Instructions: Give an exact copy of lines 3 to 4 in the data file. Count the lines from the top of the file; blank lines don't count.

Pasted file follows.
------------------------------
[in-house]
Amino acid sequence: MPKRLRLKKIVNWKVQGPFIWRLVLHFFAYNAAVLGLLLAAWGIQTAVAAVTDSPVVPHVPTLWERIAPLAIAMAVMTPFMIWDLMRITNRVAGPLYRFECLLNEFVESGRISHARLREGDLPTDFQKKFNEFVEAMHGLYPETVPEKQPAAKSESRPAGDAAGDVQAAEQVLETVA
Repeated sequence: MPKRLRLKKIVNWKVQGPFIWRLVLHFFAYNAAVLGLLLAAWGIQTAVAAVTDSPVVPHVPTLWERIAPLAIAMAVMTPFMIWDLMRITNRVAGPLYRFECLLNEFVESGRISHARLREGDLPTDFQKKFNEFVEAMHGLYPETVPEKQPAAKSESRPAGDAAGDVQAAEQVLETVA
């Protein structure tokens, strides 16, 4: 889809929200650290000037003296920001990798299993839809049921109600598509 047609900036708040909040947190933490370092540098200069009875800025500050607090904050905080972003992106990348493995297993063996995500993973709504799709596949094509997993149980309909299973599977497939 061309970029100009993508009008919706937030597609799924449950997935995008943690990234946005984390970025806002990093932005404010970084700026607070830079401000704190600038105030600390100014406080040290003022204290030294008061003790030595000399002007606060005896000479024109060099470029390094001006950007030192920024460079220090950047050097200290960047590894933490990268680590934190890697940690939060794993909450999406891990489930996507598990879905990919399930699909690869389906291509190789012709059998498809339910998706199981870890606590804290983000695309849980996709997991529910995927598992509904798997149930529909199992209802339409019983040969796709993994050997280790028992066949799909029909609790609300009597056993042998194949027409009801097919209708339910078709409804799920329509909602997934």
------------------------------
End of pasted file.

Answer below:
Repeated sequence: MPKRLRLKKIVNWKVQGPFIWRLVLHFFAYNAAVLGLLLAAWGIQTAVAAVTDSPVVPHVPTLWERIAPLAIAMAVMTPFMIWDLMRITNRVAGPLYRFECLLNEFVESGRISHARLREGDLPTDFQKKFNEFVEAMHGLYPETVPEKQPAAKSESRPAGDAAGDVQAAEQVLETVA
């Protein structure tokens, strides 16, 4: 889809929200650290000037003296920001990798299993839809049921109600598509 047609900036708040909040947190933490370092540098200069009875800025500050607090904050905080972003992106990348493995297993063996995500993973709504799709596949094509997993149980309909299973599977497939 061309970029100009993508009008919706937030597609799924449950997935995008943690990234946005984390970025806002990093932005404010970084700026607070830079401000704190600038105030600390100014406080040290003022204290030294008061003790030595000399002007606060005896000479024109060099470029390094001006950007030192920024460079220090950047050097200290960047590894933490990268680590934190890697940690939060794993909450999406891990489930996507598990879905990919399930699909690869389906291509190789012709059998498809339910998706199981870890606590804290983000695309849980996709997991529910995927598992509904798997149930529909199992209802339409019983040969796709993994050997280790028992066949799909029909609790609300009597056993042998194949027409009801097919209708339910078709409804799920329509909602997934």